Morrison described Peralta as a hero and said he may not be here today if it wasn’t for his bravery.
Peralta is currently being considered for the Medal of Honor for his actions that day.
“I think being in the Battle of Fallujah as my first deployment put thing in perspective for me. I now relate everything to combat and trying to keep my Marines safe,” said Morrison.
Lance Cpl. Christopher J. Telles, a team leader in Morrison’s squad, said it’s comforting to know his squad leader has experience in Iraq and trusts him completely.
“He’s a hands down grunt and knows what’s going on. He knows how do get the job done,” added Telles, an El Paso, Texas, native.
After returning from his first deployment to Iraq Morrison returned to Hawaii and began training with his squad for his next deployment to Afghanistan in support of Operation Enduring Freedom and departed with 1st Battalion, 3rd Marines in January 2006.
“Afghanistan was a lot different because we were constantly hiking up mountains. It was a different world compared to Iraq,” said Morrison.
While in Afghanistan, Morrison’s squad was involved in Operation Mountain Lion and was awarded the Navy and Marine Corps Achievement Medal with Combat Valor for their actions during the operation.
“A deployment is a deployment, but I liked Afghanistan better because I felt like we had more of a reason to be there because of the attacks on Sept. 11,” he added.
After Afghanistan, Morrison returned to Hawaii and had to decide if he would extend or reenlist and report somewhere else.
“I originally reenlisted and wasn’t going to deploy with 1/3 again. However, I cancelled my orders to deploy with 1/3,” he said. “I did it for my Marines. I wanted to help them out because I was expecting the next deployment to be similar to the first. It feels good when you put your training to use. In combat you’re never going to know how exactly to act, every situation determines how you react and training plays a big role in that.”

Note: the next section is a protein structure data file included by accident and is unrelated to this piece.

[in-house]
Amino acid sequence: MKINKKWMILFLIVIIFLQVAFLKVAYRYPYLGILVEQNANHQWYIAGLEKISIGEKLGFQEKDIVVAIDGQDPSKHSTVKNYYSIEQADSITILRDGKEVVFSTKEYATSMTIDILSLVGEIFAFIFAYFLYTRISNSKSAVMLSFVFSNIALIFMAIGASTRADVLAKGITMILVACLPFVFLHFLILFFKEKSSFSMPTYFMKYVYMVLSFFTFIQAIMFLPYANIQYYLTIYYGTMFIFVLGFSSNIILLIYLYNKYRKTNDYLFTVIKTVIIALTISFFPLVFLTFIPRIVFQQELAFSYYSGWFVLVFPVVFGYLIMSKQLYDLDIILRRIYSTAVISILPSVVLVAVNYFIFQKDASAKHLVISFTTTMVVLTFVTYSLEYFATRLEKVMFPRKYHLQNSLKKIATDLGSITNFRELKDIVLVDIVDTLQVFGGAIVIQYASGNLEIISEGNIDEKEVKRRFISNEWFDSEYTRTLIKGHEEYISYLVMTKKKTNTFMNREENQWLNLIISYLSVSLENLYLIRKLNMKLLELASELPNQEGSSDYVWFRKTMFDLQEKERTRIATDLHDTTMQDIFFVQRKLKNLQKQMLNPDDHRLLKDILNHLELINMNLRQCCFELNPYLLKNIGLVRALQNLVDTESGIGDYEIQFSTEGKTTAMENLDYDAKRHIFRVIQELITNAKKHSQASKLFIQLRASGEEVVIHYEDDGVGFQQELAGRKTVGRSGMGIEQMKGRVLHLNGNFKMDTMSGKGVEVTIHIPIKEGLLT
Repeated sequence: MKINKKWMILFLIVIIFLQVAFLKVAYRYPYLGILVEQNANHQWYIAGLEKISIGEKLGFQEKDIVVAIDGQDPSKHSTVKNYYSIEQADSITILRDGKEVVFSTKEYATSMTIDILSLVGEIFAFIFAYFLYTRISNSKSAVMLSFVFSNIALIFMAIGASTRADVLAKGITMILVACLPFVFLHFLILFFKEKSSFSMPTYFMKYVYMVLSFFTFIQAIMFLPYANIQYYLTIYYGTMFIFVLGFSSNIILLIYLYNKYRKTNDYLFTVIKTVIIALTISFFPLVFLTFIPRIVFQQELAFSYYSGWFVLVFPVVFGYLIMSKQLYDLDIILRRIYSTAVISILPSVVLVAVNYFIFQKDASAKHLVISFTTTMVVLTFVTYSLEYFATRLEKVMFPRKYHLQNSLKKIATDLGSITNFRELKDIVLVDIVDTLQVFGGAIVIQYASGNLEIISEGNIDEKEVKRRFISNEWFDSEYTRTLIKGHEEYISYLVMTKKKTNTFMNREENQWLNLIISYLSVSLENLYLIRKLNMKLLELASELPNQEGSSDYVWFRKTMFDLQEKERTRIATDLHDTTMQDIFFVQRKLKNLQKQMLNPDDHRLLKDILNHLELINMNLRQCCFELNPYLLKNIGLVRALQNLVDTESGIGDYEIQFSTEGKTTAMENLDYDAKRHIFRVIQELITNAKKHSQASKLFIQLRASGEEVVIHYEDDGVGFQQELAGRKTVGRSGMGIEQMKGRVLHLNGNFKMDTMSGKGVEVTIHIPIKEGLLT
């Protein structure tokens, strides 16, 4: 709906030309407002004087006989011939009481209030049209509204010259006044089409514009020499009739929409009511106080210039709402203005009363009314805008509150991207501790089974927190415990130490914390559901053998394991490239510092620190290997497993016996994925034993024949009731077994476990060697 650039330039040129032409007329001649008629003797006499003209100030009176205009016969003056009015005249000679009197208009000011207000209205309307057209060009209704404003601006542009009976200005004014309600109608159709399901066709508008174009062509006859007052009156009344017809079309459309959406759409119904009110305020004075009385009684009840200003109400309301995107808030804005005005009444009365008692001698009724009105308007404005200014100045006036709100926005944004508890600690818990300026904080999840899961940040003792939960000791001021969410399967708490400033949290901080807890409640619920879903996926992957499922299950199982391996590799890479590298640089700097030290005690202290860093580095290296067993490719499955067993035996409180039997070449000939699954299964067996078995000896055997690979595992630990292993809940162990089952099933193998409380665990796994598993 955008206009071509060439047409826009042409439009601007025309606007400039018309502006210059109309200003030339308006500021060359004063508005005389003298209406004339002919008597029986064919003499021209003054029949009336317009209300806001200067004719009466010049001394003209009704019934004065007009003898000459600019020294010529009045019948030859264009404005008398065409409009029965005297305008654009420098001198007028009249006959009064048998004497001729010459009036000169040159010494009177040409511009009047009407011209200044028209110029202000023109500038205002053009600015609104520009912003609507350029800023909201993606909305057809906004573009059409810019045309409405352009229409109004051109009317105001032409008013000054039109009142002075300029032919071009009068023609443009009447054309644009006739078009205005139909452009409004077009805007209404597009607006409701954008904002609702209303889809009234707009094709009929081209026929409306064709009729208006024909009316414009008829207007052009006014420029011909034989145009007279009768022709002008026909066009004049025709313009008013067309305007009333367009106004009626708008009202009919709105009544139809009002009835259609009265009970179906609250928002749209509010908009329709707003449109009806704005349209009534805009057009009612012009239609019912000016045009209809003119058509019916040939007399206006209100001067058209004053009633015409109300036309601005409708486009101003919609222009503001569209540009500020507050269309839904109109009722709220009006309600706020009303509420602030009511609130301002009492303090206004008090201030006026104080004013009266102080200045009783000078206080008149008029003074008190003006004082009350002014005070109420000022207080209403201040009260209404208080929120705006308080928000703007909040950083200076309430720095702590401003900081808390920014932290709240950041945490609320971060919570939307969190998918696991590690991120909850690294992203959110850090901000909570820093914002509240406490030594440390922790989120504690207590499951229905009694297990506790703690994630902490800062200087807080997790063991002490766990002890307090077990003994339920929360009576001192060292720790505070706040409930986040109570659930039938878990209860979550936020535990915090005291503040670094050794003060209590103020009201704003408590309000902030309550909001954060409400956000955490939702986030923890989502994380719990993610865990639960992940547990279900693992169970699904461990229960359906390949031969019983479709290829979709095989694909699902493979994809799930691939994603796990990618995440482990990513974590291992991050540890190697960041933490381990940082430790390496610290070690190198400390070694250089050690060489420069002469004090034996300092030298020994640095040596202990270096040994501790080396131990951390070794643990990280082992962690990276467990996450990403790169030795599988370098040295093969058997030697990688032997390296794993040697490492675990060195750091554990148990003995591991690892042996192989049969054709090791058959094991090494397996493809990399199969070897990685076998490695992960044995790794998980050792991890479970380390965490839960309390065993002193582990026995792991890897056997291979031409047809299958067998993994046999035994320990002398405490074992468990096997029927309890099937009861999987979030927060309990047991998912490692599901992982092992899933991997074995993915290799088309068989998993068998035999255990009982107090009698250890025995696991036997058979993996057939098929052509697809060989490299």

Currently in Barwanah, Morrison is assisting in the fight to help the Iraqi people achieve a state of self-governance.
Morrison said the toughest part of the deployment for him is making the transition from combat to winning the hearts and minds.
“I recently reenlisted to be a Mountain Warfare instructor at Bridgeport, Calif.,” he said. “I’d like to deploy again to Afghanistan when I get there, but we’ll see.”
After his next enlistment, Morrison said he would like to be part of the Special Weapons and Tactics team for the Seattle Police Department.
“I’m unsure if I’ll stay in the Corps or not right now, I’m just going with the flow,” he added. “I will admit though, there’s no better job then being a squad leader. If you have a good squad leader then you’ll have good Marines. It’s an NCO war, so I can’t think of anything else I’d want to be if I stay in.”